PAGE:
Note: This is an archived Handbook entry from 2016.
|Dates & Locations:|| |
This subject has the following teaching availabilities in 2016:Semester 1, Parkville - Taught on campus.
Timetable can be viewed here. For information about these dates, click here.
|Time Commitment:||Contact Hours: 48 Hours (Lectures: 24 hours per semester; Labs/assignments: 24 hours per semester) |
Total Time Commitment:
Successful completion of the following subject is required:
Study Period Commencement:
|Recommended Background Knowledge:||None|
|Non Allowed Subjects:||None|
|Core Participation Requirements:||
For the purposes of considering request for Reasonable Adjustments under the Disability Standards for Education (Cwth 2005), and Student Support and Engagement Policy, academic requirements for this subject are articulated in the Subject Overview, Learning Outcomes, Assessment and Generic Skills sections of this entry.
It is University policy to take all reasonable steps to minimise the impact of disability upon academic study, and reasonable adjustments will be made to enhance a student's participation in the University's programs. Students who feel their disability may impact on meeting the requirements of this subject are encouraged to discuss this matter with a Faculty Student Adviser and Student Equity and Disability Support: http://services.unimelb.edu.au/disability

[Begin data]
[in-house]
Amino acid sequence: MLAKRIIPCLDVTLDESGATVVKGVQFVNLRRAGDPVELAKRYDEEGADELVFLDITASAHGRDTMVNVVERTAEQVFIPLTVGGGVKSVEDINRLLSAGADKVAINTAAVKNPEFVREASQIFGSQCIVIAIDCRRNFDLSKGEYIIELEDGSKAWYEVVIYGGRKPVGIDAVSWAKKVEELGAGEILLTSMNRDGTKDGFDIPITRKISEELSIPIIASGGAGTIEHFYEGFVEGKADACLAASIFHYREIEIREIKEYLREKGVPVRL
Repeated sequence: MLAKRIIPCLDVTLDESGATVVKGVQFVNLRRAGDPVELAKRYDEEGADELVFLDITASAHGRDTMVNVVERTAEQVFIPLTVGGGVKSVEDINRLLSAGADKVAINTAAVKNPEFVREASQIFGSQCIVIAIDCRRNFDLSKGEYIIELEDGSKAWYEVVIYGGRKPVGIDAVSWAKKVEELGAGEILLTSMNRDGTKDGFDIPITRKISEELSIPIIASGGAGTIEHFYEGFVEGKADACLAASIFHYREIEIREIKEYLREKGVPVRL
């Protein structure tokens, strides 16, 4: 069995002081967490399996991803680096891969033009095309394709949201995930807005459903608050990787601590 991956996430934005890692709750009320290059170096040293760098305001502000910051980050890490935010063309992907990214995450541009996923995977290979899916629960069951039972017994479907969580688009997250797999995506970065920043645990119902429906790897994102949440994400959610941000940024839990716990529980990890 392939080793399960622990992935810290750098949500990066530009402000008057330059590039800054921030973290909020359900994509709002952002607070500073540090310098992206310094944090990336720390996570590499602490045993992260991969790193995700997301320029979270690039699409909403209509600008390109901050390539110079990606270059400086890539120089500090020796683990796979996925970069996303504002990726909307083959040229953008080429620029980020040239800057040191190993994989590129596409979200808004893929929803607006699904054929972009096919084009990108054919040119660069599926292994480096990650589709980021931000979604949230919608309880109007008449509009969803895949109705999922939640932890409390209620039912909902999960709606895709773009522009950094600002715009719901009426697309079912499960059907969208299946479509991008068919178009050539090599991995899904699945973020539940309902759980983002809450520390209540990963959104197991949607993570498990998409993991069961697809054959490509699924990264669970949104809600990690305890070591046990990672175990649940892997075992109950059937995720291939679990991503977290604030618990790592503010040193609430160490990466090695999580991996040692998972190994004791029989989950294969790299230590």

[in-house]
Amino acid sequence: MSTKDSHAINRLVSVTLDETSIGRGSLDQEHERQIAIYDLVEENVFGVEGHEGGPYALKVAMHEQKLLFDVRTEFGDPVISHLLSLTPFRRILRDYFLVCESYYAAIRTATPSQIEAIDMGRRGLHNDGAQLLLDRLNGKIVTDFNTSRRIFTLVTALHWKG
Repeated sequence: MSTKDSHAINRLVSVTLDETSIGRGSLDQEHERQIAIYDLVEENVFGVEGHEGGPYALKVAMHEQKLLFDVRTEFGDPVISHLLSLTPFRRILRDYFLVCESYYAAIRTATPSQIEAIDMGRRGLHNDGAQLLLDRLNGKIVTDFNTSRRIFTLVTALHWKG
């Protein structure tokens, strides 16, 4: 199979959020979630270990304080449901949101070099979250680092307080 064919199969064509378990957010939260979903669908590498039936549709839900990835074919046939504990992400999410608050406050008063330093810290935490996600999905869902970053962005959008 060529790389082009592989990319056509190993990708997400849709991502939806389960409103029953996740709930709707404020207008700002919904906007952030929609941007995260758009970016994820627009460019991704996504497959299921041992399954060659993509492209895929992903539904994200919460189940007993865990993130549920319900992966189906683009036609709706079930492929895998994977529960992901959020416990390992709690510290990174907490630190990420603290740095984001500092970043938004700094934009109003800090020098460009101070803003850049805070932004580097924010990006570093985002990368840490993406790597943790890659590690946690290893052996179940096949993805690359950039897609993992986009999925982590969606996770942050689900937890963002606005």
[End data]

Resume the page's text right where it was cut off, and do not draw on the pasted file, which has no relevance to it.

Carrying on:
CoordinatorDr Kourosh Khoshelham
Dr Kourosh Khoshelham
To introduce students to advanced and esoteric imaging technologies and the methods for extracting quantitative information from multi-source imagery. This subject builds on the knowledge of subjects such as imaging the environment, by considering multi-source images of the target to provide additional information such as the distance from the target to object from which a three dimensional representation can be constructed. It also considers imaging of targets where illumination is provided by the instrument rather than natural light reflection or radiation from the target. Students who successfully complete this subject may find work in a variety of remote sensing or specialist consultancies or agencies. The techniques learnt may also be applied to other industries such as quality control in manufacturing or recording of archaeological sites.
The subject covers the characteristics of specialised imaging techniques and instruments including LIDAR, photogrammetry, and high resolution satellite imagery, as well as processing techniques for generating products such as orthoimages and digital terrain models. It also discusses considerations, inherent errors, and limitations of each of these techniques.
INTENDED LEARNING OUTCOMES (ILO)
On completion of this subejct the student is expected to:
Hurdle requirement: Students must pass the written examination at the end of the semester in order to pass the subject.
|Breadth Options:|| |
This subject is not available as a breadth subject.
|Fees Information:||Subject EFTSL, Level, Discipline & Census Date|
LEARNING AND TEACHING METHODS
Lectures and guided practical assignments.
INDICATIVE KEY LEARNING RESOURCES
Online interactive tutorials.
CAREERS / INDUSTRY LINKS
Practical context and industry links are provided in the problem-based learning exercises.
Doctor of Philosophy - Engineering |
Master of Philosophy - Engineering
Master of Engineering (Spatial) |
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